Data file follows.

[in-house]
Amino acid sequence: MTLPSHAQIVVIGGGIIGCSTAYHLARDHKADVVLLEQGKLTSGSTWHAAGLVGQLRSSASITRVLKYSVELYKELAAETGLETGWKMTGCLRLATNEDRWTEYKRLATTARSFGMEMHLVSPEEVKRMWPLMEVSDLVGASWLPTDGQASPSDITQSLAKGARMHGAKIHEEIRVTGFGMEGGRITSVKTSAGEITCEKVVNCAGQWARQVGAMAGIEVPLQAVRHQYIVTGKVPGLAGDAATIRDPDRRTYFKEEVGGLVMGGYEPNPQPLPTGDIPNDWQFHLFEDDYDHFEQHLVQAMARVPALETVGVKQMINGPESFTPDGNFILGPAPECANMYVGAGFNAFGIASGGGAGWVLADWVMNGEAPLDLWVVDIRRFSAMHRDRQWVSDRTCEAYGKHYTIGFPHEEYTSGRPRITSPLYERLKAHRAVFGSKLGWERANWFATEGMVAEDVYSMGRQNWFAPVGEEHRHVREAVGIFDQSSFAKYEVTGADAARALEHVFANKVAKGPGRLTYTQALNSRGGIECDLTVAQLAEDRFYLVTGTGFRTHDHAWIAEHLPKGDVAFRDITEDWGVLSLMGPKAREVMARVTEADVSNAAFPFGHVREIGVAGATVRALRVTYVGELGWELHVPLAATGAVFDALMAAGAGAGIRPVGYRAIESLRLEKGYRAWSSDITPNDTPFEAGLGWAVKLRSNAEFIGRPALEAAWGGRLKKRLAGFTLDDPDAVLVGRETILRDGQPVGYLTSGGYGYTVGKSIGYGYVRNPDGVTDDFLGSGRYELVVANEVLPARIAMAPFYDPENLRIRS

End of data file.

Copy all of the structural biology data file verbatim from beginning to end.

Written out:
[in-house]
Amino acid sequence: MTLPSHAQIVVIGGGIIGCSTAYHLARDHKADVVLLEQGKLTSGSTWHAAGLVGQLRSSASITRVLKYSVELYKELAAETGLETGWKMTGCLRLATNEDRWTEYKRLATTARSFGMEMHLVSPEEVKRMWPLMEVSDLVGASWLPTDGQASPSDITQSLAKGARMHGAKIHEEIRVTGFGMEGGRITSVKTSAGEITCEKVVNCAGQWARQVGAMAGIEVPLQAVRHQYIVTGKVPGLAGDAATIRDPDRRTYFKEEVGGLVMGGYEPNPQPLPTGDIPNDWQFHLFEDDYDHFEQHLVQAMARVPALETVGVKQMINGPESFTPDGNFILGPAPECANMYVGAGFNAFGIASGGGAGWVLADWVMNGEAPLDLWVVDIRRFSAMHRDRQWVSDRTCEAYGKHYTIGFPHEEYTSGRPRITSPLYERLKAHRAVFGSKLGWERANWFATEGMVAEDVYSMGRQNWFAPVGEEHRHVREAVGIFDQSSFAKYEVTGADAARALEHVFANKVAKGPGRLTYTQALNSRGGIECDLTVAQLAEDRFYLVTGTGFRTHDHAWIAEHLPKGDVAFRDITEDWGVLSLMGPKAREVMARVTEADVSNAAFPFGHVREIGVAGATVRALRVTYVGELGWELHVPLAATGAVFDALMAAGAGAGIRPVGYRAIESLRLEKGYRAWSSDITPNDTPFEAGLGWAVKLRSNAEFIGRPALEAAWGGRLKKRLAGFTLDDPDAVLVGRETILRDGQPVGYLTSGGYGYTVGKSIGYGYVRNPDGVTDDFLGSGRYELVVANEVLPARIAMAPFYDPENLRIRS